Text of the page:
In the case where the buried layer 5 has a lower index of refraction than that of the second clad layer 4, the materials and constitution of the semiconductor layers are selected to satisfy the following conditions.

Eg(3)<Eg(2), Eg(4)

Eg(4)<Eg(5)

The distributions of the difference D(n) of the index of refraction and the light intensity L of the semiconductor laser of FIGS. 3A and 3B, along the line Z1 -Z2 in FIG. 3B, are illustrated in FIGS. 4A, 4B and 4C. D(n) is the value of the index of refraction of a certain semiconductor layer minus the value of the index of refraction of the first and the second clad layers 2 and 41. In FIG. 4A, the index of refraction of the buried layer 51 is equal to that of the first and the second clad layers 2, 4. In FIG. 4B, the index of refraction of the buried layer 51 is higher than that of the first and the second clad layers 2, 4. In FIG. 4C, the index of refraction of the buried layer 51 is lower than that of the first and the second clad layers 2, 4.

In FIG. 4B, the distribution of the index of refraction acts as a reflector of the light power, so that the light power is pushed to the side of the first clad layer 2, as indicated by the light intensity curve L which has a swollen configuration in the left hand side. Also, in FIG. 4C, the distribution of the index of refraction causes the light power to be pushed to the side of the first clad layer 2, as indicated by the light output curve L which has a swollen configuration in the left hand side. Thus, in both cases of FIGS. 4B and 4C, the light power is pushed to the side of the first clad layer 2. This pushing of the light power is regarded as equivalent to a reduction of the effective index of refraction of the portion along the line Z1 -Z2, and accordingly, an increase of the effective index of refraction of the portion 31 of the semiconductor laser. This increase of the effectively index of refraction of the portion 31 is very advantageous in the characteristic of the semiconductor laser, from the viewpoint of the characteristic explained hereinbefore with reference to FIG. 2.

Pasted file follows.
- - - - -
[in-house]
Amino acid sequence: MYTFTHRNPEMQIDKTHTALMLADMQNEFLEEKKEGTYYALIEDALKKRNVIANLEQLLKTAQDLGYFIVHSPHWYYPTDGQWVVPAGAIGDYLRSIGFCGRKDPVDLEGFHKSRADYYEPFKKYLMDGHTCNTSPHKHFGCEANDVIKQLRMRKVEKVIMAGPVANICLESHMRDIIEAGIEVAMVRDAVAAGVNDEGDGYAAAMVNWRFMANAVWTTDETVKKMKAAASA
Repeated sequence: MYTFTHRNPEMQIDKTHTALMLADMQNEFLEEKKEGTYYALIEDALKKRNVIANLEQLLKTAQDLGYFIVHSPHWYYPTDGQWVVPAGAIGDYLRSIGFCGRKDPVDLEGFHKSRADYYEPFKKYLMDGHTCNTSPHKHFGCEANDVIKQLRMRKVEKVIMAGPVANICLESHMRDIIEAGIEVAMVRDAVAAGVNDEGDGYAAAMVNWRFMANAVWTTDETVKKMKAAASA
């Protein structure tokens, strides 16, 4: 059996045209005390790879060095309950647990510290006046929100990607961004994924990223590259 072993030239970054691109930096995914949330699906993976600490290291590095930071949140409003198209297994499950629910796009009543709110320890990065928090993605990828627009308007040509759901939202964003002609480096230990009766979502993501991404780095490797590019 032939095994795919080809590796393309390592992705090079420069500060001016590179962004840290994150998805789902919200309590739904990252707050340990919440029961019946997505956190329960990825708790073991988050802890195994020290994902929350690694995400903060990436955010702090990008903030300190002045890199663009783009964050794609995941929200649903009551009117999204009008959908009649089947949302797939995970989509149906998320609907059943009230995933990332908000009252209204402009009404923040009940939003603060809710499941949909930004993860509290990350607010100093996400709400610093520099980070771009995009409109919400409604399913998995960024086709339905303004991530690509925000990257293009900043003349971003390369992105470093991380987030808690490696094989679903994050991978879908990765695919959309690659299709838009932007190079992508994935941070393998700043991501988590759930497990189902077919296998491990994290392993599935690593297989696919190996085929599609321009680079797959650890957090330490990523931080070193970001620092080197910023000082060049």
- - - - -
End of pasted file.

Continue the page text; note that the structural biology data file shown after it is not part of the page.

In the case where the buried layer has a higher index of refraction than that of the second clad layer 4, the lateral mode width 2w, which is the entire distance between the points at which the light intensity is 1/e2, is express by the following equation. ##EQU1##

n.sub.r =[ε.sub.23 Γ+ε.sub.22 (1-Γ)].sup.1/2

λ: oscillation wavelength in vacuum

Γ: optical confinement coefficient in Z-direction

Δn: difference in the indices of refraction

w: width of the light emitting region

go : the central value of the distribution of the gain

Xo : distance between the center of the distribution curve of the gain and the point at which the gain is zero

ε23 : dielectric constant of the active layer

ε22 : dielectric constant of the first clad layer

When the difference in the indices of refraction Δn is approximately 10-2, the lateral mode width depends only slightly on the distribution of the gain, and a condition can be obtained in which the lateral mode width is dependent only on the difference in the indices of refraction. If the width w of the light emitting region is in the range from 4 to 7 μm, the greater part of the lateral oscillation mode is effectively confined in the width w of the light emitting region. However, if the width w of the light emitting region is smaller than 3 μm, the leakage of the light in the lateral direction increases, and if the width w of the light emitting region is greater than 8 μm, the control due to the difference in the indices of refraction is caused to be ineffective. Therefore, a range which is shorter than 3 μm or greater than 8 μm is undesirable. The above mentioned equation (1) is described in, for example, a thesis by D. D. Cook, F. R. Nash and other persons, in the Journal of Applied Physics, Vol. 46, No. 4, Pages 1660 to 1672, published in 1975.